It's a palm-sized drone that acts as part of a mesh network to create an instant WiFi Hot Spot wherever one is needed. Drones have experienced a lot of controversy and are by no means a slam-dunk to continue expanding, but it is definitely an (air) space to watch.

As for my favorite product or technology, this year I have to give my CES Pick-Hit award to the much beleaguered Sony. Not just out of sympathy because they had to endure one of the worst-cases of hacking ever documented, but because when I least expected it, they actually wowed-me.


When I held their brand new 4K Action Cam in my hand it reminded me of my old Sony Micro-Cassette recorder. In about the same form factor as an audio recorder (considered very advanced in its day about 15 years ago) Sony has packaged a 4K, image stabilized video camera. If you take the time to stop and think about how far we've come hopefully you'll be as amazed and optimistic about the future as I am.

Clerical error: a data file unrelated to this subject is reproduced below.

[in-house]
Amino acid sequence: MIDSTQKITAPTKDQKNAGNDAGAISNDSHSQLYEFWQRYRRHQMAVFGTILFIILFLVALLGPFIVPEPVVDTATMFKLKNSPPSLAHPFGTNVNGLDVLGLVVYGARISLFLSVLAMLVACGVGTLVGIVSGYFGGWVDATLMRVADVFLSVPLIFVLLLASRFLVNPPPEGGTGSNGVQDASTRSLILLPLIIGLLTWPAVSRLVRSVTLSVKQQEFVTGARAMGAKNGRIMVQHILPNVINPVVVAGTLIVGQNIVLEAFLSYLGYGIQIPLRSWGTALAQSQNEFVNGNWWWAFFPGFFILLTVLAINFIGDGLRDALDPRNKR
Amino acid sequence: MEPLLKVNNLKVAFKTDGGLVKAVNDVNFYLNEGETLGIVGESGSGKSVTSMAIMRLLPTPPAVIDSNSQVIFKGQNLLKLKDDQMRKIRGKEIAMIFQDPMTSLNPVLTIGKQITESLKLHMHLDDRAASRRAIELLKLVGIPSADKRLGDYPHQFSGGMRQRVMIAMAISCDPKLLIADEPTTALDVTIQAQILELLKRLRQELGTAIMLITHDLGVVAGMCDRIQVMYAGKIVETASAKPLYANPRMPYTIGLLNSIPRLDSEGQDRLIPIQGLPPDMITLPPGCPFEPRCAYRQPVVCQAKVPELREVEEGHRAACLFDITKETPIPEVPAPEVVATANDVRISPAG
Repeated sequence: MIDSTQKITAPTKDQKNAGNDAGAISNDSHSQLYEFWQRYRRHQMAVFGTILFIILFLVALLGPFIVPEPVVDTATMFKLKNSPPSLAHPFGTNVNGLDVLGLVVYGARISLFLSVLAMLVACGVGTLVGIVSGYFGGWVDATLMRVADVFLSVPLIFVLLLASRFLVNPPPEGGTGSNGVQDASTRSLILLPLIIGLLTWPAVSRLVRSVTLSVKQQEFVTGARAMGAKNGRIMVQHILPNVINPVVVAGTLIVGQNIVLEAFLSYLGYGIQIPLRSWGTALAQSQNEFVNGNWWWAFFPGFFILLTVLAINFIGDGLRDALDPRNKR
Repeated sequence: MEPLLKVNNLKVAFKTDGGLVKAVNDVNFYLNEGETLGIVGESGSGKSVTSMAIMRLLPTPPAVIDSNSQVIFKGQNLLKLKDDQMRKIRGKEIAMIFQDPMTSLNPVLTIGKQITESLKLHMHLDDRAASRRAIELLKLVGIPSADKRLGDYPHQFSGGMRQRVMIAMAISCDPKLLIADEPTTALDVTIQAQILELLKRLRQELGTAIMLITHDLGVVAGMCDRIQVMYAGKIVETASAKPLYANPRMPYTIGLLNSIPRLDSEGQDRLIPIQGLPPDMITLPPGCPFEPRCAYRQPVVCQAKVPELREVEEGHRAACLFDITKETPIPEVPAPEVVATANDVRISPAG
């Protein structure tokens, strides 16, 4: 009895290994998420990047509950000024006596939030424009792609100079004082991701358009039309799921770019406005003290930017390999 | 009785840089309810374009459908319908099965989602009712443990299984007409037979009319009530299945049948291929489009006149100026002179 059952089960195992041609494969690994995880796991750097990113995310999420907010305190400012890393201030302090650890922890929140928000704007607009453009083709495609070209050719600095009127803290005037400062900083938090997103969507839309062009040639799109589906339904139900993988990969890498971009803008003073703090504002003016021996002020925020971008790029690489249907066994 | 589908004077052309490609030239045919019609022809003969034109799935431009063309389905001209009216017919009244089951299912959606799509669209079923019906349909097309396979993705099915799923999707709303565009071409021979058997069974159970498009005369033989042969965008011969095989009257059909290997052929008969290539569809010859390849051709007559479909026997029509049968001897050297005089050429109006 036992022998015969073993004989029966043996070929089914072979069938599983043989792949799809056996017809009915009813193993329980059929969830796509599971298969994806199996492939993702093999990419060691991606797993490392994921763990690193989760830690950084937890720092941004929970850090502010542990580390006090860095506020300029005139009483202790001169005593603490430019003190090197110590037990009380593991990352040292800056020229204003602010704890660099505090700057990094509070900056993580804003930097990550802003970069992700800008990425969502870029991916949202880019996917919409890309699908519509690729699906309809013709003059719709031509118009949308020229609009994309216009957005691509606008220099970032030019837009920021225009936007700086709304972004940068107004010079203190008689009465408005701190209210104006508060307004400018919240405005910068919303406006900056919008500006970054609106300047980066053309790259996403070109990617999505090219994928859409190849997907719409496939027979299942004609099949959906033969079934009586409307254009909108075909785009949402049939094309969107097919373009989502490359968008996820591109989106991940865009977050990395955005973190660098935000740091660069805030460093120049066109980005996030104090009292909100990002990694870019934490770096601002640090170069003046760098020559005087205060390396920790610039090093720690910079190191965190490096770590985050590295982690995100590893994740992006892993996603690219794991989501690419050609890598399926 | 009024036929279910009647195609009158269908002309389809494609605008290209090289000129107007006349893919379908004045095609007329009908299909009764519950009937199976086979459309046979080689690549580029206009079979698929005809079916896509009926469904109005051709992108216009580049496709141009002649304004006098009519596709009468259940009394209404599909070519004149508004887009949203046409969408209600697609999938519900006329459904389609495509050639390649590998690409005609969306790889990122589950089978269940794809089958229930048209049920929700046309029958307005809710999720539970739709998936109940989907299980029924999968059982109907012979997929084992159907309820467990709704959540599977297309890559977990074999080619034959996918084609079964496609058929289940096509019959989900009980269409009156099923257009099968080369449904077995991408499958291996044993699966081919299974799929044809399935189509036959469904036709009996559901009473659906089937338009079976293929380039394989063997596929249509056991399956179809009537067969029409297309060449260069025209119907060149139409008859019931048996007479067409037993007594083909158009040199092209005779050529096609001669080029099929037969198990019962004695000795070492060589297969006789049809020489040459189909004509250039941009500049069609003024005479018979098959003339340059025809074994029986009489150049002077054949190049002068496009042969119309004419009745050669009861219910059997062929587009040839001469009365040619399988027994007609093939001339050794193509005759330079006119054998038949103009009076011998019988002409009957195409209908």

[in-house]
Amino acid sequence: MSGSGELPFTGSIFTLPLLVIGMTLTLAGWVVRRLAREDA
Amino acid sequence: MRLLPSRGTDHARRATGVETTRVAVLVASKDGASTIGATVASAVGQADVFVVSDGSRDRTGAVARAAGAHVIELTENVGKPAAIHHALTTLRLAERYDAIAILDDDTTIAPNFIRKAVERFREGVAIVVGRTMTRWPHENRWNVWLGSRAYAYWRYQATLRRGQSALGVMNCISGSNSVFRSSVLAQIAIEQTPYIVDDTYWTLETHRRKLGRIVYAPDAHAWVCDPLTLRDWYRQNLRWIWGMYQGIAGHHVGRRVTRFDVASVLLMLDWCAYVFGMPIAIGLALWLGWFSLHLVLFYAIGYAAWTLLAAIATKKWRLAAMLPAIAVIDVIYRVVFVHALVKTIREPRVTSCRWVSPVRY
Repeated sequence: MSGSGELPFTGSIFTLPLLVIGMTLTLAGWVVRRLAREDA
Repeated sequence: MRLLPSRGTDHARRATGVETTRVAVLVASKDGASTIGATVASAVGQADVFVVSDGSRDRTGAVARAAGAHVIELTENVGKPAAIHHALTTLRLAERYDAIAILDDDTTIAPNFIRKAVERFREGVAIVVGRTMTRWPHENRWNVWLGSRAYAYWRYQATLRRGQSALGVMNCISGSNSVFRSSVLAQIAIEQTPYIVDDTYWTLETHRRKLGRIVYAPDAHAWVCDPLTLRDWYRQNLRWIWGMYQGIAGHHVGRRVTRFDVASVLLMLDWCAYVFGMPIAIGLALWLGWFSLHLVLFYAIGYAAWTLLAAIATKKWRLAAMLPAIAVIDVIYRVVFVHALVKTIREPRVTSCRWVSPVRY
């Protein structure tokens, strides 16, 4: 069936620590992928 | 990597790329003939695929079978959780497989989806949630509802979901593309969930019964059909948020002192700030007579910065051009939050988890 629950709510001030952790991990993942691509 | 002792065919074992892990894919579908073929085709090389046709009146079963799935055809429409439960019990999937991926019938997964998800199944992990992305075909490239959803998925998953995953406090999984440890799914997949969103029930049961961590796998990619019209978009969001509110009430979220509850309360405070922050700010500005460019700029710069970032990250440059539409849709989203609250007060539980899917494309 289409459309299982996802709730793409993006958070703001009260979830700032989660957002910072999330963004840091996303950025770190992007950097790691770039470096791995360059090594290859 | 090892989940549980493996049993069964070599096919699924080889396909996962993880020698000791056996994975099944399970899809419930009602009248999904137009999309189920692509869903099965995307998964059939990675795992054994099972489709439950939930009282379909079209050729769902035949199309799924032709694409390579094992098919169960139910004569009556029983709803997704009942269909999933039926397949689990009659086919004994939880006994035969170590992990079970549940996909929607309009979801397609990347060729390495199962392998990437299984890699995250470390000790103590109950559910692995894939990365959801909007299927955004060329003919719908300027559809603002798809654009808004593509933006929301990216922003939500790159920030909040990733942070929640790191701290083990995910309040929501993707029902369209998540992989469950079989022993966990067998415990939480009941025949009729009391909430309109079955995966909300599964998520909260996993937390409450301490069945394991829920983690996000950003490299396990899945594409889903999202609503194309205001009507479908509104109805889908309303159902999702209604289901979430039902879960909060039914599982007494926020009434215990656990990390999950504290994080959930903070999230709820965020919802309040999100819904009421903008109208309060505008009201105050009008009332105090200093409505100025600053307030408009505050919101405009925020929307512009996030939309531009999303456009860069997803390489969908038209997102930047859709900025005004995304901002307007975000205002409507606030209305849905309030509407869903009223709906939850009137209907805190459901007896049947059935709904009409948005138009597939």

That's it for my coverage of the 2015 International CES. (If you're interested in seeing my daily notes blog from CES 2015 it is still available here.) Look for my next report in what will be a busy March for me, as I'll be one of the keynote speakers for InfoComm Connections in San Jose, and I'll be a panelist at Enterprise Connect.

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This article was written by David Danto and contains solely his own, personal opinions. David has over three decades of experience providing problem solving leadership and innovation in media and unified communications technologies for various firms in the corporate, broadcasting and academic worlds including AT&T, Bloomberg LP, FNN, Morgan Stanley, NYU, Lehman Brothers and JP Morgan Chase. He now works with Dimension Data as their Principal Consultant for the collaboration, multimedia, video and AV disciplines. He is also the IMCCA's Director of Emerging Technology. David can be reached at [email protected] or [email protected] and his full bio and other blogs and articles can be seen at Please reach-out to David if you would like to discuss how he can help your organization solve problems, develop a future-proof collaboration strategy for internal use, or if you would like his help developing solid, user-focused go-to-market strategies for your collaboration product or service.